science fiction; Brian W. Aldiss; modernizm
FA-art, 2014, nr 4, s. 71-89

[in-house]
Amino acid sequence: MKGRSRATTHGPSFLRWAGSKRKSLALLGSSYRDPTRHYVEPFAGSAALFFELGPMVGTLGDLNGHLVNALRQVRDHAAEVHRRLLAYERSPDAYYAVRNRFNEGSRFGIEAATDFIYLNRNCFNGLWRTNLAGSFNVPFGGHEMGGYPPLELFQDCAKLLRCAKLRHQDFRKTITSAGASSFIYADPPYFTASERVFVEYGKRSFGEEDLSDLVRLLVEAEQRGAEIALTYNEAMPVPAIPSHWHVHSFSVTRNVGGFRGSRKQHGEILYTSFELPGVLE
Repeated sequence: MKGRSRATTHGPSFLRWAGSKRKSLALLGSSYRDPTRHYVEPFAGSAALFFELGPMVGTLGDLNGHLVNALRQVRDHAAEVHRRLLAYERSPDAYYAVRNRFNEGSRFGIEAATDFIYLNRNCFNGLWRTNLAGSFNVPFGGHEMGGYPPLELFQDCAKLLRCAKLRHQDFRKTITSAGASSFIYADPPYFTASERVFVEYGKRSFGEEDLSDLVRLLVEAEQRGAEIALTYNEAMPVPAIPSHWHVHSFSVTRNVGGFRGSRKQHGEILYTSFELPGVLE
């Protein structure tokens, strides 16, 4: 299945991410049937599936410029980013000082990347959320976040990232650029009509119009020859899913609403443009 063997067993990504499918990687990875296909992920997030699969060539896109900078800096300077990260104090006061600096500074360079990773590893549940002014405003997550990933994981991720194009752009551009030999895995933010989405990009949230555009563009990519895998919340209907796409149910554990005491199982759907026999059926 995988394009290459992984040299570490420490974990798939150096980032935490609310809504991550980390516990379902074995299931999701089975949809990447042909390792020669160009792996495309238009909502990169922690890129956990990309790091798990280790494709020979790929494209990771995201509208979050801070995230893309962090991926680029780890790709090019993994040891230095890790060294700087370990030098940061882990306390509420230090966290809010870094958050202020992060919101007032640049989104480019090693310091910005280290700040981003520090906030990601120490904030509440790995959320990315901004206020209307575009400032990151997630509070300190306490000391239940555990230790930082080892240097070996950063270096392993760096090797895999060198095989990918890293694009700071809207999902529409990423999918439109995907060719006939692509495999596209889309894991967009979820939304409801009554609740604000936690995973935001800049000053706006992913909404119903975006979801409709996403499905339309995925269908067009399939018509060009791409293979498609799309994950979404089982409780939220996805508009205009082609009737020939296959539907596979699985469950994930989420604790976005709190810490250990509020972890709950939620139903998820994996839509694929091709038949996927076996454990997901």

Identification of the quatation from A.C. Swinburne's poem "Garden of Proserpine" allows us to put forward a thesis that the main issue in Brian W. Aldiss's SF novel "Non stop" (1958) is a critique of modernity. This critique concerns both technocratic and aesthetic aspects of modernity because they both create one narrative vision of "infinite epic" (such term was used by Stanislaw Brzozowski with reference to the Early Modern English poetry). Contrary to what Fredric Jameson once wrote, Aldiss's critique does not have the form of conservative negation of the idea of progress. The author's approach deems to be closer to the Socialist demand for a just participation in the costs and profits brought by modernity; since society vegetating on the ship bears all the costs of modernity: it is deprived of both of the past and future horizons; perfectly alienated. Its rebellion ends successfully, but such a narrative ending was possible only thanks to the "fairy-tale" turn of action.